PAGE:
PORTLAND, Ore. (AP) — Portland Mayor Ted Wheeler says he’ll discuss ways to better control future protests by left- and right-wing groups with police, business, community and civil rights leaders.
The Oregonian/OregonLive reports that Wheeler on Monday offered no policy proposals, however, and would not take a position on two options given by the police chief, Danielle Outlaw. She called for new city rules barring people from wearing masks during protest and empowering officers to videotape demonstrations.
Police are investigating mayhem during June 29 rallies where several arrests were made and medics treated people for injuries on the scene.
Members of the so-called Proud Boys, a far right-wing organization, and an anti-fascist group called Rose City Antifa held dueling protests at several locations in downtown Portland. Fights broke out when the groups crossed paths.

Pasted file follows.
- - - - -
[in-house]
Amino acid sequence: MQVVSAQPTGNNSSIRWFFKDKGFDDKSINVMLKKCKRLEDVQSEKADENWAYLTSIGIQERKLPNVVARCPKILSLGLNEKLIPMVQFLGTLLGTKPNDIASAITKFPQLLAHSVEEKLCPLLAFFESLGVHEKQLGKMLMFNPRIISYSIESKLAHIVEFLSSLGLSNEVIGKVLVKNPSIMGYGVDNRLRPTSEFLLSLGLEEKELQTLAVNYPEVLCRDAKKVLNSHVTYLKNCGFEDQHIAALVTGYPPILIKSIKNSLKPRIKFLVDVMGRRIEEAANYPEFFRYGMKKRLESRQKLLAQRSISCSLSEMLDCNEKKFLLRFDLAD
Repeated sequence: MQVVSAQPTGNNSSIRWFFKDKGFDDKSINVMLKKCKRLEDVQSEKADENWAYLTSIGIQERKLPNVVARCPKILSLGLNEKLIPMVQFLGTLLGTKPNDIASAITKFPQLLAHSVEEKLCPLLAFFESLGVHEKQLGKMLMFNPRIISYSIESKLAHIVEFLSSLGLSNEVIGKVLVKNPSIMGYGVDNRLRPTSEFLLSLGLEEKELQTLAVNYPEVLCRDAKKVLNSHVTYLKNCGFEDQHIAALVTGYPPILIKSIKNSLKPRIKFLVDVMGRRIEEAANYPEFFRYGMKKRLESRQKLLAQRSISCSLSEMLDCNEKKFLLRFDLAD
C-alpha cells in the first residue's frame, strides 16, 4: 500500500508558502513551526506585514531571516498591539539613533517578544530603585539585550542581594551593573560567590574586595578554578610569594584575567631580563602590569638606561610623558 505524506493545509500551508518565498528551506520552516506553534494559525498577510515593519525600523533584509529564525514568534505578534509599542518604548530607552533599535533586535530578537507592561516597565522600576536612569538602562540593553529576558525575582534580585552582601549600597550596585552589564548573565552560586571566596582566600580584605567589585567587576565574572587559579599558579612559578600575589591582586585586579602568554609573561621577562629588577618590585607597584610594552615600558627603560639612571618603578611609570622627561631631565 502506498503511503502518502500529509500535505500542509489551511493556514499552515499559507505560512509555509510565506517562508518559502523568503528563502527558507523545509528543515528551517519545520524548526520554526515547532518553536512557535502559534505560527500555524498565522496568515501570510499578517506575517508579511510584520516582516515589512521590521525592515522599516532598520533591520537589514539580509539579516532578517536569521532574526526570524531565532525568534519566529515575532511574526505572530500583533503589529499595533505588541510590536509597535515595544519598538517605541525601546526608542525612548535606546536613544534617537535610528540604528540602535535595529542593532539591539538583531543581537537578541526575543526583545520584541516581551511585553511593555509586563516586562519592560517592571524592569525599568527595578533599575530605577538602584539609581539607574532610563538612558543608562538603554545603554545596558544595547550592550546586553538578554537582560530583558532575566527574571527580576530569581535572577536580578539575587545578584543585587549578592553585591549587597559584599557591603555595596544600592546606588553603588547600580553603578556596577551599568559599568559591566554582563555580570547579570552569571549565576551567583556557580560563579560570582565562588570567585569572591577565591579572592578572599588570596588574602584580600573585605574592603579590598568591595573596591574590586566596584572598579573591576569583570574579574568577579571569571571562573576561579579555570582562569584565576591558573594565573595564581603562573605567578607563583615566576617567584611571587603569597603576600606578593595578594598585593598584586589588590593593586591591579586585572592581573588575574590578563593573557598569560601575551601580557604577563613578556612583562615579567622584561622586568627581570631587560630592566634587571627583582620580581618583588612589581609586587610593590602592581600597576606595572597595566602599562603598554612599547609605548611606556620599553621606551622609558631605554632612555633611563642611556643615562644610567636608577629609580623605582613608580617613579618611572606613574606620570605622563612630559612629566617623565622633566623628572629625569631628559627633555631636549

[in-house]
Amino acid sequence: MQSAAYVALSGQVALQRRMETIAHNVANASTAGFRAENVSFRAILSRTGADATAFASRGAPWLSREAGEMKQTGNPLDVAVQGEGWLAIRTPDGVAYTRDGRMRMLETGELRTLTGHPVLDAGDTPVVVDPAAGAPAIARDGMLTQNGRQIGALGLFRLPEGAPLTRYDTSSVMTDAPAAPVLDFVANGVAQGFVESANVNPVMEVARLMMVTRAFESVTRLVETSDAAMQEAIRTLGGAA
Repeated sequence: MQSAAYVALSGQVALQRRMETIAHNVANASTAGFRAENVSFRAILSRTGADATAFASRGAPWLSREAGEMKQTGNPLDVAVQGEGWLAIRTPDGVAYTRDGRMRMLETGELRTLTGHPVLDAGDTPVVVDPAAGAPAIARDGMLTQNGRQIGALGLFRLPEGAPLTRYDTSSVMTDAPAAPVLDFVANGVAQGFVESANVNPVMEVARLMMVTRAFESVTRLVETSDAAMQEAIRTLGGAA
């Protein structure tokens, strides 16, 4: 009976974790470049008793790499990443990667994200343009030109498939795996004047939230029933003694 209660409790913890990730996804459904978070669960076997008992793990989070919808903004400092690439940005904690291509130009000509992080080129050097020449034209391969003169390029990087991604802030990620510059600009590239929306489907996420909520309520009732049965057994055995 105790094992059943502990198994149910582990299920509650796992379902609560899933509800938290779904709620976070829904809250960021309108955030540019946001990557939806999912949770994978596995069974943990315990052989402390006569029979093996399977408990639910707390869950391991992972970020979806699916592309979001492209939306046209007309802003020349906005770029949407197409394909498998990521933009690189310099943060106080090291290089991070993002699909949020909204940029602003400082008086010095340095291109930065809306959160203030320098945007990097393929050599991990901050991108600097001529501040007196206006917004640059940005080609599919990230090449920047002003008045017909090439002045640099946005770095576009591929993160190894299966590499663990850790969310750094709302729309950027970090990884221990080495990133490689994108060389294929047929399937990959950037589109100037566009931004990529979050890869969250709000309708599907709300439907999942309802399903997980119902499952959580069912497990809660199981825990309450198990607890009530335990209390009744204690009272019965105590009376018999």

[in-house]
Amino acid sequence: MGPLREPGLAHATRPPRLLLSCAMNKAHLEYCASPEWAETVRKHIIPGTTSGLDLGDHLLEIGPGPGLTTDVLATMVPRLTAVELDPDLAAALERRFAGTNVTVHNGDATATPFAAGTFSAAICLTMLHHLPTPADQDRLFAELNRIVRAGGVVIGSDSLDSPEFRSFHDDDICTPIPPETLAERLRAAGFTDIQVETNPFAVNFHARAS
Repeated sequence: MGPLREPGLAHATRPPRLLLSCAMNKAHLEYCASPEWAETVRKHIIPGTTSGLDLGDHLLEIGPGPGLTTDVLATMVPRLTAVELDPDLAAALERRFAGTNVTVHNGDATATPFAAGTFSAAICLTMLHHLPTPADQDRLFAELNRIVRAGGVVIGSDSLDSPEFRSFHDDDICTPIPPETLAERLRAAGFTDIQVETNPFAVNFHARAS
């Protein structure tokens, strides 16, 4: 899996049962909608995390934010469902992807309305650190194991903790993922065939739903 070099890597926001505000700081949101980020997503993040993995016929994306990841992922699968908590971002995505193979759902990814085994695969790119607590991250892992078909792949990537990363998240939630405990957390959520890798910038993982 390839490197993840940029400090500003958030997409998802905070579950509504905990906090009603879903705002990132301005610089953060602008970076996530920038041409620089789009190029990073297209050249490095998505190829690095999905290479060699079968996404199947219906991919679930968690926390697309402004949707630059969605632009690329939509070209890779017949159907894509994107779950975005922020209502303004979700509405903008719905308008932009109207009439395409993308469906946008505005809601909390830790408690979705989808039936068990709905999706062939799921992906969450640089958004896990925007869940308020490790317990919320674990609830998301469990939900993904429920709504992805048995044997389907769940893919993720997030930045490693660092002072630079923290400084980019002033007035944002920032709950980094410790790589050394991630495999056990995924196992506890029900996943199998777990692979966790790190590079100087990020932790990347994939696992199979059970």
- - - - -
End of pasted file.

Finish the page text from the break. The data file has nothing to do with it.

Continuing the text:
That violence is “alarming,” the mayor said, pledging to explore “ways to reduce these acts of violence in our community.” At the same time, however, he maintained that Portland is neither unsafe nor lawless, despite injuries to eight people, including bloody head wounds, during the most recent dueling protests.
Wheeler did say he was considering having other city bureaus - such as the city transportation and fire bureaus - step in and play a role in preparing for such unpermitted protests to help police keep separate dueling demonstrators. He also said the city may have to reconsider its historic lax enforcement of unpermitted protests.
The mayor said he met Monday morning with U.S Attorney Billy J. Williams, Oregon’s top federal law enforcement official, to brainstorm legal and tactical strategies in the wake of the violent brawls.